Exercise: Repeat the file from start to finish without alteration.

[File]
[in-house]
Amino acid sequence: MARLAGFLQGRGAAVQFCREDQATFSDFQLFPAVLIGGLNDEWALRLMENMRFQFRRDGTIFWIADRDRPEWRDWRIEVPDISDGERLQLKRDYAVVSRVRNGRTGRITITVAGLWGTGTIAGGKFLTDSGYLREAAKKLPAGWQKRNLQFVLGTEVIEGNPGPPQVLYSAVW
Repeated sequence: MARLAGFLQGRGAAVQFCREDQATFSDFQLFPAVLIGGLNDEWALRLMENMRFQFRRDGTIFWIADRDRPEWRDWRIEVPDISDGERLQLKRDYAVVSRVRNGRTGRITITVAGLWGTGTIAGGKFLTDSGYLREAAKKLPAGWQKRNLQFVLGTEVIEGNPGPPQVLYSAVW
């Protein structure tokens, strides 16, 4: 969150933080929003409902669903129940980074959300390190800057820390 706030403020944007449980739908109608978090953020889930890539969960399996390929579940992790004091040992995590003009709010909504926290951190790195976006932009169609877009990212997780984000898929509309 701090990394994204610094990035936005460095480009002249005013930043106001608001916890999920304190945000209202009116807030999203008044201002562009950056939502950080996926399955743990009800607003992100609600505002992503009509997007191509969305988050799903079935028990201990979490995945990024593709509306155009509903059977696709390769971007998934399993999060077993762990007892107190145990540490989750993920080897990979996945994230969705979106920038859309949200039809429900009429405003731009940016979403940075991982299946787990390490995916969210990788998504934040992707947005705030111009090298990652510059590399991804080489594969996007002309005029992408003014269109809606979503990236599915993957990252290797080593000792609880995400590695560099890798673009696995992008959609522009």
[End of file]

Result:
[in-house]
Amino acid sequence: MARLAGFLQGRGAAVQFCREDQATFSDFQLFPAVLIGGLNDEWALRLMENMRFQFRRDGTIFWIADRDRPEWRDWRIEVPDISDGERLQLKRDYAVVSRVRNGRTGRITITVAGLWGTGTIAGGKFLTDSGYLREAAKKLPAGWQKRNLQFVLGTEVIEGNPGPPQVLYSAVW
Repeated sequence: MARLAGFLQGRGAAVQFCREDQATFSDFQLFPAVLIGGLNDEWALRLMENMRFQFRRDGTIFWIADRDRPEWRDWRIEVPDISDGERLQLKRDYAVVSRVRNGRTGRITITVAGLWGTGTIAGGKFLTDSGYLREAAKKLPAGWQKRNLQFVLGTEVIEGNPGPPQVLYSAVW
């Protein structure tokens, strides 16, 4: 969150933080929003409902669903129940980074959300390190800057820390 706030403020944007449980739908109608978090953020889930890539969960399996390929579940992790004091040992995590003009709010909504926290951190790195976006932009169609877009990212997780984000898929509309 701090990394994204610094990035936005460095480009002249005013930043106001608001916890999920304190945000209202009116807030999203008044201002562009950056939502950080996926399955743990009800607003992100609600505002992503009509997007191509969305988050799903079935028990201990979490995945990024593709509306155009509903059977696709390769971007998934399993999060077993762990007892107190145990540490989750993920080897990979996945994230969705979106920038859309949200039809429900009429405003731009940016979403940075991982299946787990390490995916969210990788998504934040992707947005705030111009090298990652510059590399991804080489594969996007002309005029992408003014269109809606979503990236599915993957990252290797080593000792609880995400590695560099890798673009696995992008959609522009």